THE HAWK IS DYINGNR
With The Hawk Is Dying, filmmaker Julian Goldberger tries unsuccessfully to assemble a mass of unsavory elements into one motion picture. The hodgepodge is often incomprehensible, unattractive, and always impossible to believe. Most unbelievable is the fact that the wonderful, Oscar-nominated Paul Giamatti would lend his time and talent to this effort.
Animal lovers may cringe at the scenes in which a tethered hawk (or hawks, assuming there were stand-ins) frantically screams and struggles to break free of its trainer/hero's ropes. Those viewers who sit through The Hawk Is Dying may do so only to be assured by an end credit that no animals were harmed in the making of the film.
Based on the novel by Harry Crews, the story revolves around George (Giamatti), who, after the hawk he kept in his closet dies, is determined to train a new hawk he has trapped al fresco in his woodsy backyard. Be forewarned that we are worlds away from filmdom's cutesy tweety birds. The Hawk Is Dying provides ample proof that dead hawks and trapped hawks are not photogenic.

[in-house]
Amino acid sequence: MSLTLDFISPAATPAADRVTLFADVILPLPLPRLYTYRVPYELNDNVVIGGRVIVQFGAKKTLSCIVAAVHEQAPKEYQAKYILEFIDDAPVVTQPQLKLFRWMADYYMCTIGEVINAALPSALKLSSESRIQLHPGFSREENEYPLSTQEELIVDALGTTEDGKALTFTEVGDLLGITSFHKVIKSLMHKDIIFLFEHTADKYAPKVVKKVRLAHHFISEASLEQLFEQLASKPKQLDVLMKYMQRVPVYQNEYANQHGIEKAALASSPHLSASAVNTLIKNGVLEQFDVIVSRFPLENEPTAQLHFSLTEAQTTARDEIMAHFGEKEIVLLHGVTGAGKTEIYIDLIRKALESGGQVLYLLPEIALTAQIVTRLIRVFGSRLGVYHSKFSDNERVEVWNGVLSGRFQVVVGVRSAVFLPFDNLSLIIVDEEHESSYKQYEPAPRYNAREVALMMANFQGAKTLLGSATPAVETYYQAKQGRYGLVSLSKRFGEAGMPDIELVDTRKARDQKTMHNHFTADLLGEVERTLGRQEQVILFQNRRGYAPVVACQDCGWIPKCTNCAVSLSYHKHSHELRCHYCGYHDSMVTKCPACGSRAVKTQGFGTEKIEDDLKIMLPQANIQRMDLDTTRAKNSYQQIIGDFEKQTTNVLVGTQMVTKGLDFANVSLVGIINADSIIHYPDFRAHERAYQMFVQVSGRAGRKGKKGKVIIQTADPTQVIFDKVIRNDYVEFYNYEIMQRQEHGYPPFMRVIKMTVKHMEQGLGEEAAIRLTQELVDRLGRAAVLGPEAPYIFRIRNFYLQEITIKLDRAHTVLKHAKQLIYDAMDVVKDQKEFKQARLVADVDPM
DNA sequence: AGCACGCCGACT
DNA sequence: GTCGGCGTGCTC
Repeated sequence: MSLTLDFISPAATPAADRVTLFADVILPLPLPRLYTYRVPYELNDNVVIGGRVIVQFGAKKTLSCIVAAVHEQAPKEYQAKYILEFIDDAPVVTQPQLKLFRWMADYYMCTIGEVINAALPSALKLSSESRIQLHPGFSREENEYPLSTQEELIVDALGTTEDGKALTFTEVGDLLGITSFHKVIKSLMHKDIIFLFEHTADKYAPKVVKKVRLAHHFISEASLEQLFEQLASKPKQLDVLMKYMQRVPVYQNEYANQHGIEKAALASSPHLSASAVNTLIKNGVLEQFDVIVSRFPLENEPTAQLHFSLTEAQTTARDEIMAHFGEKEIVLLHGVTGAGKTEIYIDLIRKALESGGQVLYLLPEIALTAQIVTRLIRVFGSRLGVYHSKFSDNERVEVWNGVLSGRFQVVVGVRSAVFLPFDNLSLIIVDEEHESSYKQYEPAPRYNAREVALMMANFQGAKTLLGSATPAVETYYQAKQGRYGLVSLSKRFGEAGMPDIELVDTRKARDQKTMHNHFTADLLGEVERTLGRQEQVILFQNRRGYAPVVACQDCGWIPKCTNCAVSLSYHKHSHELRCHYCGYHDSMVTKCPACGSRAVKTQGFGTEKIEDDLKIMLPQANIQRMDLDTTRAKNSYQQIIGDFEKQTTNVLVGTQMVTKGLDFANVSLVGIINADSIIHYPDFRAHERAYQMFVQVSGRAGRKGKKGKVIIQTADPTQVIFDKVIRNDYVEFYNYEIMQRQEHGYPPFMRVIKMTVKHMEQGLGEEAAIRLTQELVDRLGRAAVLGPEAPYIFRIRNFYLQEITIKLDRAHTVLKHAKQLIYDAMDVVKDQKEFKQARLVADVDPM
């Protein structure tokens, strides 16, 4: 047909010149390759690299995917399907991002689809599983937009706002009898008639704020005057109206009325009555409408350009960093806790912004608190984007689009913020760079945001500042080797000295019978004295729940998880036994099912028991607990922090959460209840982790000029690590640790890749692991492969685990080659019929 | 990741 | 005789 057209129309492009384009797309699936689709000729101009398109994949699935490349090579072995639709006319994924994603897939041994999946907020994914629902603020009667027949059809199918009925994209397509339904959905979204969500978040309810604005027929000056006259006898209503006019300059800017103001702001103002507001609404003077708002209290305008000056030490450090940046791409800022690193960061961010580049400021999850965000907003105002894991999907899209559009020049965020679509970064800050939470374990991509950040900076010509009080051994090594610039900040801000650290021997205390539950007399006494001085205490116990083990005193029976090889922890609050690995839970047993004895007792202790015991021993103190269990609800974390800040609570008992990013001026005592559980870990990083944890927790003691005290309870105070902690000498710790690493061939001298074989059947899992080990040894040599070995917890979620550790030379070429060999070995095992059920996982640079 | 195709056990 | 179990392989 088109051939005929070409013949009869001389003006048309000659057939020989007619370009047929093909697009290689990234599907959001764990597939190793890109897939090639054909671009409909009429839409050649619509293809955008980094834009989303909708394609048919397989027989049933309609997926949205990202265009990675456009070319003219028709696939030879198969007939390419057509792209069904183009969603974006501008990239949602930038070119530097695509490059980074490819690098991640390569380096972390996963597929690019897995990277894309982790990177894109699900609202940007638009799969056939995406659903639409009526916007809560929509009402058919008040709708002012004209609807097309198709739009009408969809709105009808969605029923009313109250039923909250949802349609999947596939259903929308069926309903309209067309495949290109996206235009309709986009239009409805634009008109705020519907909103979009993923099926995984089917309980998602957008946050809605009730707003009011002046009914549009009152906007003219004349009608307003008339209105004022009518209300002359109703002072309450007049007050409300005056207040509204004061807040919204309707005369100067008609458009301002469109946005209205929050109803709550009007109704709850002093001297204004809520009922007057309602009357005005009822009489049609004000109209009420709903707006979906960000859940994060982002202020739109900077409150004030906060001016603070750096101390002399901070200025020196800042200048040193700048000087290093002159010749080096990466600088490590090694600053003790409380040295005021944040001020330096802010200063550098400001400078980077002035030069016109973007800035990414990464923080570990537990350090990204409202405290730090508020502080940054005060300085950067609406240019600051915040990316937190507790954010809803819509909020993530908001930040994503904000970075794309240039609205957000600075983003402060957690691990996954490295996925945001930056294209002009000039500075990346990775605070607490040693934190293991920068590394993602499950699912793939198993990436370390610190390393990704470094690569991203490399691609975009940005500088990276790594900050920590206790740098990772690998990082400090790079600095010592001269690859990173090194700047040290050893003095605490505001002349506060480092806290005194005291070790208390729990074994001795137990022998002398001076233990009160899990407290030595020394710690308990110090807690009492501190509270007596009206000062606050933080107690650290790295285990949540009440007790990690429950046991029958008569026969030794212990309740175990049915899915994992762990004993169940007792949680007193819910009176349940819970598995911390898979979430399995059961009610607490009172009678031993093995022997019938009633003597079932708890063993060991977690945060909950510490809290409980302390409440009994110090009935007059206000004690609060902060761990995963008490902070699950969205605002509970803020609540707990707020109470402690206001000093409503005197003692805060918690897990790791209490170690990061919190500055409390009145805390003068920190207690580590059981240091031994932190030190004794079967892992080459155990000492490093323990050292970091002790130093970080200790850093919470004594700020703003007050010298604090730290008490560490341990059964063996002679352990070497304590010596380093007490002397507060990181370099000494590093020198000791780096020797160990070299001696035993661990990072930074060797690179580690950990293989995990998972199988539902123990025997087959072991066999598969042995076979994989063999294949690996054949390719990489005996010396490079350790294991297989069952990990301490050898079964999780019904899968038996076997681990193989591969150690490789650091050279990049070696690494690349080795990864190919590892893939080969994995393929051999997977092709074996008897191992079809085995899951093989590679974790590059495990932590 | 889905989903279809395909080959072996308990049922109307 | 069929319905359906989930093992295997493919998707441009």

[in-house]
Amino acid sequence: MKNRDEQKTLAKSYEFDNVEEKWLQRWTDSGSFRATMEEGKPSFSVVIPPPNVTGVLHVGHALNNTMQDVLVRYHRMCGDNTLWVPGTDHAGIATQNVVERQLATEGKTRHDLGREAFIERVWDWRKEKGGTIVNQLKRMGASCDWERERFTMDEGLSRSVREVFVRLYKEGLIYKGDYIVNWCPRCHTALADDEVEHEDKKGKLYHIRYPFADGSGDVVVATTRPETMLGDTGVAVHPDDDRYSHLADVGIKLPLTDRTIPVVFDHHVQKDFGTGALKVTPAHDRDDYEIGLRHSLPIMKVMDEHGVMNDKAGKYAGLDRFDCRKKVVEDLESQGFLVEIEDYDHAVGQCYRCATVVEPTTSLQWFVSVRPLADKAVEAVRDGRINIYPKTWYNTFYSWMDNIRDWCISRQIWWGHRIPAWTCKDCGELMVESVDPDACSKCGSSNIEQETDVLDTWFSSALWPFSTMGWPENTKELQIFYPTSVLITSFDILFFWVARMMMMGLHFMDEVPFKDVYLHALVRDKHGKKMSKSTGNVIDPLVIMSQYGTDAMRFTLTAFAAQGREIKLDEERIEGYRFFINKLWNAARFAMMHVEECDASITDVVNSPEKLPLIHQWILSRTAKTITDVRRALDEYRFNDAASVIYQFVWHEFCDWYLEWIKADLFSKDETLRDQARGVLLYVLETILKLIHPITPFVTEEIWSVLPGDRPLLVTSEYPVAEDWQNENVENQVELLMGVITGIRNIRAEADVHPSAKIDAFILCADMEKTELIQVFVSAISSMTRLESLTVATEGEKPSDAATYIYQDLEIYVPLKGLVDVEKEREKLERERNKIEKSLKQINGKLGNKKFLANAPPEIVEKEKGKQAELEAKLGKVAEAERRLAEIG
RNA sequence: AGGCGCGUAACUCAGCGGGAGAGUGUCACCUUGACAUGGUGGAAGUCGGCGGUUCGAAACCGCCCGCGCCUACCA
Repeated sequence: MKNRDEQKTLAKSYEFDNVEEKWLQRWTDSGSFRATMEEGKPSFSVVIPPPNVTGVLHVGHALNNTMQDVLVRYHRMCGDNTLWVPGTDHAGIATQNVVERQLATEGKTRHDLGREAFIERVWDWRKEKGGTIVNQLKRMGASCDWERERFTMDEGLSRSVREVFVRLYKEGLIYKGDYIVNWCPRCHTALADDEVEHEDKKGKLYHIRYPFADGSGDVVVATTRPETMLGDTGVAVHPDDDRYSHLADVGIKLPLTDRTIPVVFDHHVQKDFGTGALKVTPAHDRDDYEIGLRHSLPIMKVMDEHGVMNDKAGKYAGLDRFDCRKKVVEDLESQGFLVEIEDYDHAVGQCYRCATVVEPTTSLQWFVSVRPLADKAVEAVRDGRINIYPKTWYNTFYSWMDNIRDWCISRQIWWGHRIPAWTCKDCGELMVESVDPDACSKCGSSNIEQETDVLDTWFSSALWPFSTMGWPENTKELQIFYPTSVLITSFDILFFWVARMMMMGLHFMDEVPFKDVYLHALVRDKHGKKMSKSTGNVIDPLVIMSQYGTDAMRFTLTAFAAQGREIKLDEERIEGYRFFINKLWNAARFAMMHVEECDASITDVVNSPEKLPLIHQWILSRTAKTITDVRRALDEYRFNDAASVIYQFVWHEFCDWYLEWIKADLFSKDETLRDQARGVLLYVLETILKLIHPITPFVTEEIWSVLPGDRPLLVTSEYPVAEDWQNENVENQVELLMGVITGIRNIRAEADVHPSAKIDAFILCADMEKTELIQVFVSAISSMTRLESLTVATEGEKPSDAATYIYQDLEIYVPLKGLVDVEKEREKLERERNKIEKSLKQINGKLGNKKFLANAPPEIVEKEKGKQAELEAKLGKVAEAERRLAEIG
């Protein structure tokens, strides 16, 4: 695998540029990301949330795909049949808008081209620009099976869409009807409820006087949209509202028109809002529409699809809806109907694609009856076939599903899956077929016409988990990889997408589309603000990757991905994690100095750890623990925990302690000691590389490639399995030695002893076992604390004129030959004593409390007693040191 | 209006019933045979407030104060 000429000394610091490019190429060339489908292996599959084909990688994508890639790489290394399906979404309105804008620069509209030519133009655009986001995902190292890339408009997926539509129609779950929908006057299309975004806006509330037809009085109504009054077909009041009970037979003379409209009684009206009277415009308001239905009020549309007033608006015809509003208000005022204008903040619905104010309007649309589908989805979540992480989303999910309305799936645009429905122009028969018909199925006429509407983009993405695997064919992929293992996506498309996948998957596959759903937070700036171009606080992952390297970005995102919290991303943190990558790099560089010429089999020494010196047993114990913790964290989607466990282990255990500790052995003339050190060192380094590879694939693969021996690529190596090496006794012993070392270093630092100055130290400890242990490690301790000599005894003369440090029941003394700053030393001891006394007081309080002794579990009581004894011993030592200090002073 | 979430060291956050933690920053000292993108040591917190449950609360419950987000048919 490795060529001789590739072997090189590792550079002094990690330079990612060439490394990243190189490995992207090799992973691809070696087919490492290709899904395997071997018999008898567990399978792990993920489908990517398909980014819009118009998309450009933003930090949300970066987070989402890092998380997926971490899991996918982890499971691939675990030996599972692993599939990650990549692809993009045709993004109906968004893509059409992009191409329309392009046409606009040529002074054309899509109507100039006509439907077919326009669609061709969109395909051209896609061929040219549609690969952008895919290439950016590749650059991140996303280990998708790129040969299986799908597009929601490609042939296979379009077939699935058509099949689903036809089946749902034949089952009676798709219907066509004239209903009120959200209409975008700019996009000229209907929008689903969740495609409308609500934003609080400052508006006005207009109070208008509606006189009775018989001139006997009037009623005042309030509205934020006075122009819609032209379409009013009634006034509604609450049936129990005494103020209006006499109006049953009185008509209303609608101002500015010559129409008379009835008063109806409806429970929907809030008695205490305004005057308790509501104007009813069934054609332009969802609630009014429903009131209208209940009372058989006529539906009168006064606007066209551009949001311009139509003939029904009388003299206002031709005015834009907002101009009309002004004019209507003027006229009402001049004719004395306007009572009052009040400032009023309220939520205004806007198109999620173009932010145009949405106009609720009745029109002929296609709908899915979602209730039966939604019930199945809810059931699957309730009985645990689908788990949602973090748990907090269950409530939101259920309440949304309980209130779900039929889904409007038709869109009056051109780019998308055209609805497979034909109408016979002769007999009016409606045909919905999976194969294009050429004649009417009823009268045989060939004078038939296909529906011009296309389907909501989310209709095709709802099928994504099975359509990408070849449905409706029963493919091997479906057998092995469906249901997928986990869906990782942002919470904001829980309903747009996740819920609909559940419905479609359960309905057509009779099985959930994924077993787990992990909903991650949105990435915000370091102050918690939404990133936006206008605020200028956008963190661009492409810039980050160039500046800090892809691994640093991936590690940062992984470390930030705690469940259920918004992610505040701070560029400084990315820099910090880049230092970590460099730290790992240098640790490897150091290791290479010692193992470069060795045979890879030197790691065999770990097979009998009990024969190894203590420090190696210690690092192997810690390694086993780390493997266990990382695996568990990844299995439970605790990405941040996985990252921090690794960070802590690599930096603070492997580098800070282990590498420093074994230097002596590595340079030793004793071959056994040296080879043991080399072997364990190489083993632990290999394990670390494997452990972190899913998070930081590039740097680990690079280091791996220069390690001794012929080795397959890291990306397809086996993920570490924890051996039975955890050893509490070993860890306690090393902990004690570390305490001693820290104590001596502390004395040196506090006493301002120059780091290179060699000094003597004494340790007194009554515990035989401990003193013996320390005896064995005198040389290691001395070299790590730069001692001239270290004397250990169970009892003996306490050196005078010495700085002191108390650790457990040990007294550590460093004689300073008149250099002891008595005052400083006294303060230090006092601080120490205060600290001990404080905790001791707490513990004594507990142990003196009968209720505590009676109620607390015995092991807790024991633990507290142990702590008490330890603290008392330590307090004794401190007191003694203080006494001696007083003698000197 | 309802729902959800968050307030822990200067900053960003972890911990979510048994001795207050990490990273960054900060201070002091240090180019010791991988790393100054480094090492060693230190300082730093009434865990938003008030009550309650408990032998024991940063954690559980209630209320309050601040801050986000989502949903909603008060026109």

Nearly as unappealing are George's plump and lumpen sis Precious (Rusty Schwimmer), his mentally challenged nephew Fred (Michael Pitt in yet another role few would dare), and weird friend Betty (Michelle Williams), described by George as a doctor's daughter pretending to be white trash.
But Betty may be more. When George persuades her to help his nephew reach manhood and she and Fred become intimate, Fred mysteriously dies in his own bed.
Others in George's unpalatable satellite include Billy Bob (Robert Wisdom), his assistant at the auto-trim shop he owns, and George's mother (Ann Wedgeworth), whose white-trash cred is only surpassed by Fred's father, who is among those who show up for the young man's funeral. Strange dialogue exchanges, hand-held cinematography, and a plethora of dark scenes and ultra-tacky interiors don't help matters.
Even the title metaphor is lacking. Does the hawk symbolize obsession, survival, lust, madness, natural forces, anything? Ultimately, this inscrutable film is just an exercise in self-indulgence.